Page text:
in Tampa, Fla., to talk to law enforcement agencies about methamphetamine.

Many communities and law enforcement professionals say the problem is so 
overwhelming there's nothing to be done, Cain said.

"I don't believe that," he said. "There's too many people's lives that are 
at stake for us to do that."

The catch is that at least two groups have been asked to develop 
comprehensive plans since 2001.

One of them, Community Solutions for Substance Abuse, was asked by city and 
county officials to do so in 2002.

Ideally, a coalition would put into action a plan formed in 2002 -- and 
updated this month -- by the state-mandated local Agency for Substance 
Abuse Policy, said Debbie Zuerner Johnson, executive director of Community 

"In Owensboro, it's worked the opposite," she said. That happened because 
of local and state uncertainty about budget concerns and the ASAP program's 
status after a new governor took office, she said.

Both factors slowed the local ASAP board's understanding of its role, said 
Zuerner Johnson, an ASAP board member who helped form its strategic plan.

ASAP was formed in 2001 through the Governor's Office of Drug Control 
Policy to detect gaps in substance abuse services. The agency was also 
supposed to find grants and identify what is being done well and any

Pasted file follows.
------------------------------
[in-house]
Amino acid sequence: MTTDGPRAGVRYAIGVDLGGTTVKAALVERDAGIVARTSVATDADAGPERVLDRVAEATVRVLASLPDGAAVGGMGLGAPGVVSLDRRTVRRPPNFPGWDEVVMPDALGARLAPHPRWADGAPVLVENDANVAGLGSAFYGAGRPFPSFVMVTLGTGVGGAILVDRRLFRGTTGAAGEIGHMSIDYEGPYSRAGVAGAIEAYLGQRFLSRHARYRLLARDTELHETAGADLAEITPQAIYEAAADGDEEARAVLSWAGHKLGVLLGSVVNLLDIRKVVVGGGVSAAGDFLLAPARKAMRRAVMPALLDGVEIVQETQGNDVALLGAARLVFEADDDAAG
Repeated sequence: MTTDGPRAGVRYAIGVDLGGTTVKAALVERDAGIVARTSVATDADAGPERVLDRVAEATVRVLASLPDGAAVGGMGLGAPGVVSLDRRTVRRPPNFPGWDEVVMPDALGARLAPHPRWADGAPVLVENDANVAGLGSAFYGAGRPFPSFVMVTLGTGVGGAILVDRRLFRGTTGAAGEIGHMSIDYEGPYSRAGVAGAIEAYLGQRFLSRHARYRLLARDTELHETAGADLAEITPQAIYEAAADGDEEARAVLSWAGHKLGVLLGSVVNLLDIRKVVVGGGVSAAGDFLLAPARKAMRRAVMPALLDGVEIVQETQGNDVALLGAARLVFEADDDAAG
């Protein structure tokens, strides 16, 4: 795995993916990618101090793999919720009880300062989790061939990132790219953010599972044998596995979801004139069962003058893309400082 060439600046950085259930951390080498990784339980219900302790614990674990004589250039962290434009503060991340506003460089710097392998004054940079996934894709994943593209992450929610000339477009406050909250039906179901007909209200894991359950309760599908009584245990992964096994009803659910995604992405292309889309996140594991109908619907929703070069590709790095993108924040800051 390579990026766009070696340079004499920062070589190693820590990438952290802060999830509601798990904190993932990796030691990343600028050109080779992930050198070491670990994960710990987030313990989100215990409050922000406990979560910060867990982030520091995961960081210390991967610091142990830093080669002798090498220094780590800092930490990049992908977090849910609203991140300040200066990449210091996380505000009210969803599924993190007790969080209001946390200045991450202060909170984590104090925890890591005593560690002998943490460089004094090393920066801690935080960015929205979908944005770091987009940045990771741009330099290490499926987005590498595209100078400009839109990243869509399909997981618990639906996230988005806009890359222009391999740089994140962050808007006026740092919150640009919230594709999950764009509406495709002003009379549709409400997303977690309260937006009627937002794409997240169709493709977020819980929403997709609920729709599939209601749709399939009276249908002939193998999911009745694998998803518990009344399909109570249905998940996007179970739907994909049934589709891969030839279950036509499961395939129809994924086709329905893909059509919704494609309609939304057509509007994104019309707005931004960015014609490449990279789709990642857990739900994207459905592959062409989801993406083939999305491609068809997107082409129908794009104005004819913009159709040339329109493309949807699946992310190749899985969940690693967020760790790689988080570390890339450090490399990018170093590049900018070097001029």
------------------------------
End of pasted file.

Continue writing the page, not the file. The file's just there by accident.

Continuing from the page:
ASAP updates its strategic plan annually, but has been weak in publicizing 
it, said secretary Gary Hall, a senior director of RiverValley Behavioral 
Health's Regional Prevention Center.

"We've not been promoting the plan, per se," Hall said.

Many agencies are not aware of others' work, often because they are 
concentrating on their own, Hall said. "We haven't been an advocacy group 
as much as we need to be."

Mayor Tom Watson said the community needs a comprehensive plan on the table 
before the city will get more involved in battling substance abuse.

"I'd just like to see all the stakeholders get together in a room and try 
to come up with a comprehensive plan to attack the problem rather than just 
have this group doing this and this group doing that," Watson said.

Community Solutions has not done that, he said.

"If they did, they would have so much support from everybody they wouldn't 
have to be coming to Fiscal Court and to City Hall to try to keep them 
operational," Watson said. "All of these groups would be finding a way to 
keep them in business.

"Someone needs to coordinate this entire effort so it's not piecemeal."

Some agencies aren't waiting for a comprehensive plan to determine their 
next moves.

Boulware Mission Inc., the area's oldest homeless shelter at more than 80 
years, is planning to move to the former Passionist monastery on Benita